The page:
As a nonfiction expansion of his novel 2011 Journal of a UFO Investigator, David Halperin’s Intimate Alien is at once autobiographical and encyclopedic, offering personal reflections and a wide survey of the field of ufology through the carefully constructed lens of a scholar of religion. As such, he takes a hermeneutical approach to the phenomenon, asking “What do they mean?” rather than “What are they?” or “Where do they come from?” (3). In the wake of Carl Jung’s thesis in Flying Saucers: A Modern Myth of Things Seen in the Sky (1959), Halperin seeks to make sense of the “hidden” human story of the UFO: “The UFO mystery is…the mystery of us” (8).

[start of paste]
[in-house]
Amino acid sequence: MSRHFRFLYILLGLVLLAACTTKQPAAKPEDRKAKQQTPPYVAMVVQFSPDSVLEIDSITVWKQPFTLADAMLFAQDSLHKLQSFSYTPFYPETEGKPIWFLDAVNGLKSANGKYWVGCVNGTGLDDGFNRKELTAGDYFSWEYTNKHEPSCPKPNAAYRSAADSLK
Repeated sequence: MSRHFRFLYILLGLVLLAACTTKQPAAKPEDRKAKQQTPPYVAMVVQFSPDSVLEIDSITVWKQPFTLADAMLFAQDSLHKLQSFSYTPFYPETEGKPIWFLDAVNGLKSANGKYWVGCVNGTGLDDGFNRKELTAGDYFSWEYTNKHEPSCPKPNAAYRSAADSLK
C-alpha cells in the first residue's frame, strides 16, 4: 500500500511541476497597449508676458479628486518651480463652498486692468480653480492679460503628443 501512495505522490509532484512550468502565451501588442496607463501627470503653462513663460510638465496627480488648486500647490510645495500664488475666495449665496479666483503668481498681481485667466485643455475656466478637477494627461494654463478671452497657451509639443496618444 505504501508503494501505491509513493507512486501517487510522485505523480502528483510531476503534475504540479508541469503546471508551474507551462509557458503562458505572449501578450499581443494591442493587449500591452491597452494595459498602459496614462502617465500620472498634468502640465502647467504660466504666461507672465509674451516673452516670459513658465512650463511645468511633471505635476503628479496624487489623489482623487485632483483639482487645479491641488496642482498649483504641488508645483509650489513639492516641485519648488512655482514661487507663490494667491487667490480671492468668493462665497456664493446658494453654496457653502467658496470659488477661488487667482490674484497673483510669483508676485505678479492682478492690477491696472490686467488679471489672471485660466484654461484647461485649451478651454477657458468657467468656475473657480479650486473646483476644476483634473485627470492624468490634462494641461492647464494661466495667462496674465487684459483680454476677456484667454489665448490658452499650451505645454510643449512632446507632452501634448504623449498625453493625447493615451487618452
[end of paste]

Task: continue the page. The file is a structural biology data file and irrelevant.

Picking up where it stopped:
Intimate Alien is divided into three parts. The first part intertwines Halperin’s youthful interest in UFOs in the 1960s with the nascent but developing mythology fueled by Gray Barker’s They Knew Too Much About Flying...

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